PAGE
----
EDMONTON -- Flags at city hall will be lowered and a period of silence will be observed by city council to commemorate the deaths of 215 First Nations children whose remains were found buried near a former residential school in Kamloops, B.C.

In a statement released Sunday before noon, Mayor Don Iveson said that all flags at city hall will be lowered from Monday to June 8 – a total of 215 hours.

At the next city council meeting, a 215-second long period of silence will be observed as well to further honour the lives of the lost children and all victims of residential schools.

Iveson said that news of the discovery of the remains “hits hard” in Edmonton as the city is home to one of the largest urban Indigenous communities in Canada.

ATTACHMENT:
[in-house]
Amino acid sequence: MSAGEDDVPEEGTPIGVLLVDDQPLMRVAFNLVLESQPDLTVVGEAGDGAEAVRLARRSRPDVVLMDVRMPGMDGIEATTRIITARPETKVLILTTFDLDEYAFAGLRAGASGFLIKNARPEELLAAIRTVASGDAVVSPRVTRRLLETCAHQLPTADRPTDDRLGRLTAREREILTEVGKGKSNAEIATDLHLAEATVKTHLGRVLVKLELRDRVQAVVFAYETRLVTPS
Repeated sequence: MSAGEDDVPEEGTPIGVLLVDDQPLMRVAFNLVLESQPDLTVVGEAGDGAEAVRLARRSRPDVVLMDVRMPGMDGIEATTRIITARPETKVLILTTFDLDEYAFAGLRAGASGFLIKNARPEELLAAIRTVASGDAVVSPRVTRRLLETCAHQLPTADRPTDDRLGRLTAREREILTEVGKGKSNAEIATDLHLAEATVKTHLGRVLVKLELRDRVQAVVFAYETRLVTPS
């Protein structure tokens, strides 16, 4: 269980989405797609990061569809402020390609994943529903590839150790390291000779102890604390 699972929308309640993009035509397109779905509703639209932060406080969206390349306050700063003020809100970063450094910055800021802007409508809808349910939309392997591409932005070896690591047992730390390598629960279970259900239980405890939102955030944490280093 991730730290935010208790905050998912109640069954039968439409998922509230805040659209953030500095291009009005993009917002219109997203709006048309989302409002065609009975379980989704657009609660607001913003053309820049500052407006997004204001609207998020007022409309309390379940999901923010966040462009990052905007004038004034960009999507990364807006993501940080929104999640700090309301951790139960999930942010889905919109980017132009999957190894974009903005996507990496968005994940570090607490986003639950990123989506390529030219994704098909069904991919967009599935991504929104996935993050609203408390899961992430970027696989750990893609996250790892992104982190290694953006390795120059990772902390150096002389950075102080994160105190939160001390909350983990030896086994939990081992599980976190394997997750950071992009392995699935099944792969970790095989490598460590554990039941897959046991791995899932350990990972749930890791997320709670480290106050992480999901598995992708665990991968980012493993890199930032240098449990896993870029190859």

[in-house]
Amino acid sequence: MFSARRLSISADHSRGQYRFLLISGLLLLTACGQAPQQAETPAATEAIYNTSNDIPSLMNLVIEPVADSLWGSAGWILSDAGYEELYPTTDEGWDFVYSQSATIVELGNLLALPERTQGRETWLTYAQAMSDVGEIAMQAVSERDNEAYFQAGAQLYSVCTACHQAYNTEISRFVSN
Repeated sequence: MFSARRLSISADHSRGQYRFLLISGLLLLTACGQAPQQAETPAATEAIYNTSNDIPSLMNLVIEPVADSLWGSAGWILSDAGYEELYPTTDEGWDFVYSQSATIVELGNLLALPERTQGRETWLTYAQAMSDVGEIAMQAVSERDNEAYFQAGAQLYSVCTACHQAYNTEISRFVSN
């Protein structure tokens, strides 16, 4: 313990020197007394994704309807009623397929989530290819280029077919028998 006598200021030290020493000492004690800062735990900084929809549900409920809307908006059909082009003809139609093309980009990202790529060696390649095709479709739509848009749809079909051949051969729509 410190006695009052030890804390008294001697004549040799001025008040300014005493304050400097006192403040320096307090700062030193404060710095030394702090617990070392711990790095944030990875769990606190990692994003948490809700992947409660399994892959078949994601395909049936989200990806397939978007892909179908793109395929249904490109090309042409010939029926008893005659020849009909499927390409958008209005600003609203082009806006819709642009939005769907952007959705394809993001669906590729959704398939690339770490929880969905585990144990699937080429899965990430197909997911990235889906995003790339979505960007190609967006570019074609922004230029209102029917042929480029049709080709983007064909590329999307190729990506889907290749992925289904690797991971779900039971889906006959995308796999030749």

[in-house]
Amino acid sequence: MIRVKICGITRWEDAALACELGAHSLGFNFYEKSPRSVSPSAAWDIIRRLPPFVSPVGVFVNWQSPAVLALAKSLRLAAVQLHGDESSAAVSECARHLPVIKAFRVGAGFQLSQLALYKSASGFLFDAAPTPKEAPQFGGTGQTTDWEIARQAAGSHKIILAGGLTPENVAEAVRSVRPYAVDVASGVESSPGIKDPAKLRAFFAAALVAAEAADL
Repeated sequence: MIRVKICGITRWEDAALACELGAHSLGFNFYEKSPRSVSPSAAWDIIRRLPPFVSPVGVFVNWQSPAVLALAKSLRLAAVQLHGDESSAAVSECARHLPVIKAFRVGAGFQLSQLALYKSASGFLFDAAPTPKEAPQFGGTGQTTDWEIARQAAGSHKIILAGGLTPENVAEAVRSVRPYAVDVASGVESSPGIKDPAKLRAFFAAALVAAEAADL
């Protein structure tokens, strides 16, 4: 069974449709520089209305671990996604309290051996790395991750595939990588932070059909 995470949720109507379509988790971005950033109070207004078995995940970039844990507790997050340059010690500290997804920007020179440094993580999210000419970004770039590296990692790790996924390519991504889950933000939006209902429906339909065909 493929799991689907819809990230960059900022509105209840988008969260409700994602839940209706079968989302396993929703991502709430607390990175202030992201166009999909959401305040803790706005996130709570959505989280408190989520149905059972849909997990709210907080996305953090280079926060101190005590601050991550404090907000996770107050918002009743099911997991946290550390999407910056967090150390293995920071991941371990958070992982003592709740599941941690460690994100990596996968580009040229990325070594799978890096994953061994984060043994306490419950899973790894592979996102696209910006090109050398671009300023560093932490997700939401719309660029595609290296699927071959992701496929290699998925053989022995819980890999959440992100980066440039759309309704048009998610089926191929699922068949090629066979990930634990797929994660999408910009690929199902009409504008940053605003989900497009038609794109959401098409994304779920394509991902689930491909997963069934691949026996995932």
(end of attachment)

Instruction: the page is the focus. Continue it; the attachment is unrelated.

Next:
He added that Edmonton is home to the largest number of residential school survivors in the country.

“As an honourary witness of the Truth and Reconciliation Commission, I swore an oath to bear witness, and carry the stories from Canada’s residential school system, and to be an agent of reconciliation,” Iveson said.

“We have long known that thousands of children were unaccounted for, but this mass unmarked grave amounts to stark, heartbreaking and unavoidable evidence of cultural genocide.

“For those who still deny that this, and other injurious colonial practices, were anything less than cultural genocide, please take a moment to stand before the memorials of children’s shoes that are springing up across this country and reflect carefully on that position,” the mayor added.

A memorial organized by the Indigenous Law Students Association is scheduled for 6 p.m. Sunday outside the legislature to honour the children who died at the residential school and support the Tk’emlúps te Secwépemc community.

Flags across the country have also been lowered to help commemorate the 215 children whose remains were discovered, including the Peace Tower on Parliament Hill.

The National Indian Residential School Crisis Line is 1-866-925-4419.